Harvard working paper asserts that reflection is crucial to self-improvement

A new working paper (link) co-authored by Francesca Gino, Gary Pisano and Bradley Staats of Harvard Business School (the lead author is Giada diStefano of HEC) talks about a subject very important to this site - the role of reflection in learning and self-improvement. This is from the abstract: 

We propose that one of the critical components of learning is reflection, or the intentional attempt to synthesize, abstract, and articulate the key lessons taught by experience. Drawing on dual-process theory, we focus on the reflective dimension of the learning process and propose that learning can be augmented by deliberately focusing on thinking about what one has been doing. We test the resulting dual-process learning model experimentally, using a mixed-method design that combines two laboratory experiments with a field experiment conducted in a large business process outsourcing company in India. We find a performance differential when comparing learning-by-doing alone to learning-by-doing coupled with reflection.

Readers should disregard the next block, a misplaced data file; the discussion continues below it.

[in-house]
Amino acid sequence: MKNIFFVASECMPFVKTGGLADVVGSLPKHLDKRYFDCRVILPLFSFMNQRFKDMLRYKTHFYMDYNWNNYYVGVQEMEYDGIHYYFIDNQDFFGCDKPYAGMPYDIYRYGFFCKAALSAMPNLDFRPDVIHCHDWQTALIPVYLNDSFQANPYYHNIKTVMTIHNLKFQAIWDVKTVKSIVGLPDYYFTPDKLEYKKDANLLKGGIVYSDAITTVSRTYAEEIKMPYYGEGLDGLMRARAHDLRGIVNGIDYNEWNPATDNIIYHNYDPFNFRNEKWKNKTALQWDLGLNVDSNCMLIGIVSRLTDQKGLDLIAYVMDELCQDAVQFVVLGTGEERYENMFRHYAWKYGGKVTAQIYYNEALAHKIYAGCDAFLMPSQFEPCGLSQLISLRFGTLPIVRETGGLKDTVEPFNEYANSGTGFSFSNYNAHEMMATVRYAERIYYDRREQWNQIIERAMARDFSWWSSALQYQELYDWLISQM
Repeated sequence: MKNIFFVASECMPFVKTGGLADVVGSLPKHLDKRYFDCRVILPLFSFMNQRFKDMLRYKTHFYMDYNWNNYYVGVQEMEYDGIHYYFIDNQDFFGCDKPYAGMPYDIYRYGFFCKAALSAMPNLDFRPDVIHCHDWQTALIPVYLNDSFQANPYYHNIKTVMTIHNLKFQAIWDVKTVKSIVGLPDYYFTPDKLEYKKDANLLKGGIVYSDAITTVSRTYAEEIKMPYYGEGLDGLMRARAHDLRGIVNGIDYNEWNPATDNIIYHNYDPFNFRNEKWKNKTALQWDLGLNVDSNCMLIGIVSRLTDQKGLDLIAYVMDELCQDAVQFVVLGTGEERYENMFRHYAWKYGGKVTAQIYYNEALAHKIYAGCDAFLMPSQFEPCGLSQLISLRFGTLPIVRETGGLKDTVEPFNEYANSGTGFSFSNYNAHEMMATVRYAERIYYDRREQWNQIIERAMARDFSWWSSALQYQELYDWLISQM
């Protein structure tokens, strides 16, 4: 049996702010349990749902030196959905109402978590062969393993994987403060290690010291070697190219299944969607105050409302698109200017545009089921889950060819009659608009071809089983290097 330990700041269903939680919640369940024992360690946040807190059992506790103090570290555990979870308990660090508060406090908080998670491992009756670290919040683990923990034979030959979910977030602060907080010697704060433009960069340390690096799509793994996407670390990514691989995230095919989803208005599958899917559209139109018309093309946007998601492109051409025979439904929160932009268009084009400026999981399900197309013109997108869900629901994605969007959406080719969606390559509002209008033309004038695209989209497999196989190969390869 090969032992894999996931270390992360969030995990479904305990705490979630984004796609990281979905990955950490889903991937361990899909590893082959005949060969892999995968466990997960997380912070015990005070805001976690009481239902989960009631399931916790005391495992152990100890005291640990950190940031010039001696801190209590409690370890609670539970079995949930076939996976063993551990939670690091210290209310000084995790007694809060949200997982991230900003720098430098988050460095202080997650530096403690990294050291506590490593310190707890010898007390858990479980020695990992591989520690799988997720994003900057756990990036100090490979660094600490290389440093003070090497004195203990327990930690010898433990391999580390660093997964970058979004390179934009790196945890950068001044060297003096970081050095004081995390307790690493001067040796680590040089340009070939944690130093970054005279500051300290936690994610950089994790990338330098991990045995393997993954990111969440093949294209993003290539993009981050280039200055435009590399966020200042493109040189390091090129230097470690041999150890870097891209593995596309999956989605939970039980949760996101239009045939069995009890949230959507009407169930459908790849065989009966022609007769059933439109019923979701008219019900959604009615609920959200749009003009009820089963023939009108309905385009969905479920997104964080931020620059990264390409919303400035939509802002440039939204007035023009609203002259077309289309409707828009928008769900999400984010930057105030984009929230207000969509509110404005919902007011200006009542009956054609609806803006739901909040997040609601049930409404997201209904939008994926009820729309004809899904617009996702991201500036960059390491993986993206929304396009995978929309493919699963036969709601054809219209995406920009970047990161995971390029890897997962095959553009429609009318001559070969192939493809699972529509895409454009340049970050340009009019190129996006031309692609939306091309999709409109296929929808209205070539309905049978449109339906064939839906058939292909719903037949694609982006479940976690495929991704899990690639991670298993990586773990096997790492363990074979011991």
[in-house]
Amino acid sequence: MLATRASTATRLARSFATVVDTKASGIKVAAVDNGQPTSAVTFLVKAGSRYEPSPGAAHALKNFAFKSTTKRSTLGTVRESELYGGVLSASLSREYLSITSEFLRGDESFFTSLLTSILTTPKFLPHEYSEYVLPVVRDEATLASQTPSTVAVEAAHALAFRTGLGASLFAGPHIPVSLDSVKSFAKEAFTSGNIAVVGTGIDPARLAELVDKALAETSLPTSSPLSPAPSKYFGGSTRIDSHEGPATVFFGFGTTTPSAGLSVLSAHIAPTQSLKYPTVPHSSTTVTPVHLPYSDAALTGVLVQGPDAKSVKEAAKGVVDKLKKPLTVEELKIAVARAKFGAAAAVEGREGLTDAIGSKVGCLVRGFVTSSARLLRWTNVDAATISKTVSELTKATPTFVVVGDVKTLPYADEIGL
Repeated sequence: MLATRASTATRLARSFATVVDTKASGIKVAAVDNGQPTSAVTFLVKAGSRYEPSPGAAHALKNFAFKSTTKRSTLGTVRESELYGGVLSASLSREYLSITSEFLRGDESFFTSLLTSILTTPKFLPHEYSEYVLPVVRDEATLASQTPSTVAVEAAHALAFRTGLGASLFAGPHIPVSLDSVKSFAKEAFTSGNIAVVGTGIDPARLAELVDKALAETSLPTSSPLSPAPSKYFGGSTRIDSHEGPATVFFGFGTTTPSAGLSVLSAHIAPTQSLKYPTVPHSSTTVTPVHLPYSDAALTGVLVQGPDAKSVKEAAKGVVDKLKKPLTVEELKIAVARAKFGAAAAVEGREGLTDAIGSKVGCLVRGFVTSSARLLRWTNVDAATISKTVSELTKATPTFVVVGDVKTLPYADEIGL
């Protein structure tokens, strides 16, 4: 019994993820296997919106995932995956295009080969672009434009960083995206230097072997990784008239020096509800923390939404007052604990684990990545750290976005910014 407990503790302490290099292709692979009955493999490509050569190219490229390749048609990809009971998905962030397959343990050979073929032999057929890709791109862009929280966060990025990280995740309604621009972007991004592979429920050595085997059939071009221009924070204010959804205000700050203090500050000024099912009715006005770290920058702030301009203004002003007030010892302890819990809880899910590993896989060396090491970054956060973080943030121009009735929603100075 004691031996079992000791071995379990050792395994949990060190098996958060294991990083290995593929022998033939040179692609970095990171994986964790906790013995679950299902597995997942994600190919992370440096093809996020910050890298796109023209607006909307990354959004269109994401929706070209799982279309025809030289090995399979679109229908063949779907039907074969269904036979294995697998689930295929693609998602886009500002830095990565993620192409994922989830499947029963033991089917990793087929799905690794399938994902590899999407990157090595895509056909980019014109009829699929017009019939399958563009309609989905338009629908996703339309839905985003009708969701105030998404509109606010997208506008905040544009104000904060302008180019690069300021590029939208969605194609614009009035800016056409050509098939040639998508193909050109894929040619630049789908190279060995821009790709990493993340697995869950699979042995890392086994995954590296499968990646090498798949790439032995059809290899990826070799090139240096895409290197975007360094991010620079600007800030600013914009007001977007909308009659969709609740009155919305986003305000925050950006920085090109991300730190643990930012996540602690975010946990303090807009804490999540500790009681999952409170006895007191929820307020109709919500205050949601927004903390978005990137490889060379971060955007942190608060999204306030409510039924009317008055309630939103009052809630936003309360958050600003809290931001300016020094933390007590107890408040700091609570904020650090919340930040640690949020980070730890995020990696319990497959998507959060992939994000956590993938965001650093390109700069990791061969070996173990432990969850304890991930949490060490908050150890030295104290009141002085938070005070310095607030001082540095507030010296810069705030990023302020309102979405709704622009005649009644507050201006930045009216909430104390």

The results, tested both in a lab simulation and a real-world field experiment, are striking:

By being allocated to the reflection condition [as opposed to training without reflecction], participants improved their score on the final assessment test of 15.1 points – that is, a 22.8% increase with respect to the average score for the entire sample (66.1). Analogously, by being allocated to the sharing condition [sharing experience with others as well as self-reflection], participants improved their score on the final assessment test of 16.5 points – that is, a 25.0% increase with respect to the average score for the entire sample.

This says something very important, and probably not surprising if you are using 3Minute Journal. Reflecting on your work improves learning and performance - significantly. Isn't that worth a few minutes a day?